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Stephen Colbert's 'Late Show' Move Leaves Comedy Central Slot in Limbo

The "Colbert Report" will continue through the end of 2014, at which point the network is looking at all options -- with no talk heir apparent for the time slot.

The Colbert Report Duck Dynasty Screengrab - H 2013
"The Colbert Report"

Stephen Colbert might not be making the move to CBS' Late Show until sometime in 2015, after David Letterman's departure, but the Colbert Report host will end his Comedy Central tenure in eight months. The cable network confirms to The Hollywood Reporter that the 11:30 p.m. host will remain through the end of the year.

“Comedy Central is proud that the incredibly talented Stephen Colbert has been part of our family for nearly two decades," says a Comedy Central statement. "We look forward to the next eight months of the groundbreaking Colbert Report and wish Stephen the very best.”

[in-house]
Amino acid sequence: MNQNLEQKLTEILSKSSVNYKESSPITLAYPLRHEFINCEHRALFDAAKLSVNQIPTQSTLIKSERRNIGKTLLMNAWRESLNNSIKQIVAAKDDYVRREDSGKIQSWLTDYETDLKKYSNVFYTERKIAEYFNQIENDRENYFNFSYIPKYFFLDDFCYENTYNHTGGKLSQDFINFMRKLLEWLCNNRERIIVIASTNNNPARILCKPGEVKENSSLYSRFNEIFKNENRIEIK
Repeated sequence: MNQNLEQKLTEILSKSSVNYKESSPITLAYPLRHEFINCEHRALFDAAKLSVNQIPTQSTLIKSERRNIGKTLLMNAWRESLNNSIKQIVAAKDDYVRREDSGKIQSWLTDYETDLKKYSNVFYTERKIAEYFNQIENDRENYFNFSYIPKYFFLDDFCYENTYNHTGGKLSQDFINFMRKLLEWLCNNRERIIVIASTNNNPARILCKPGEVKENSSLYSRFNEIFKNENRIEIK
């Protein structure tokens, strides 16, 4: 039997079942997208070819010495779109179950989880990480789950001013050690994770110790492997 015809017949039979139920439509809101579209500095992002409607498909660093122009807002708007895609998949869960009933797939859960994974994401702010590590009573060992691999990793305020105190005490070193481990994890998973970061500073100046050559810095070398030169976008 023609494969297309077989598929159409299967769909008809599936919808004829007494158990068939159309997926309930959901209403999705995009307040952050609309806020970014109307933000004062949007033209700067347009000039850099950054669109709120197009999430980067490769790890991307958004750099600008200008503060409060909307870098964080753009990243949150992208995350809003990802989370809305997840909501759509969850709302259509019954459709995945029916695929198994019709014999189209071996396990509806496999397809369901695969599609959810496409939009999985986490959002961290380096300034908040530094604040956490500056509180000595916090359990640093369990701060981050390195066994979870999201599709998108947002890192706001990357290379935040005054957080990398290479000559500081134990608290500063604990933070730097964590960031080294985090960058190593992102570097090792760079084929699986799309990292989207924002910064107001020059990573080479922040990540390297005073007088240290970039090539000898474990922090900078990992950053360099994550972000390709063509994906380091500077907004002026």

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Colbert will take with him his writing staff. Sources tell THR that the network is looking at all options for the 11:30 p.m. half-hour after The Daily Show. And a talk show is not a sure thing. The time slot has been home to a talk format since Colbert first spun off from The Daily Show in 2005. Since 2013, the network has further expanded the talk format past 12:00 a.m. with the Chris Hardwick-hosted @midnight.

The loss of Colbert is a second blow for Comedy Central -- which said goodbye to The Daily Show's John Oliver, a pinch hitter for Jon Stewart last summer, when he inked an HBO deal in the fall. Comedy Central was very eager to keep Oliver in place, but there was no time slot to give him.

Oliver was the heir apparent, had either Stewart or Colbert departed earlier -- but with him now out of the picture, there is no obvious replacement.

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One option is Hardwick, who has had success with @Midnight. A confident Comedy Central handed out a 40-week renewal for the series in November after a brief sampling.

"We're amazed at how quickly @midnight has resonated with our fans," original programming president Kent Alterman said at the time. "If the Internet catches on and social media becomes a part of pop culture, we think we'll really have something here."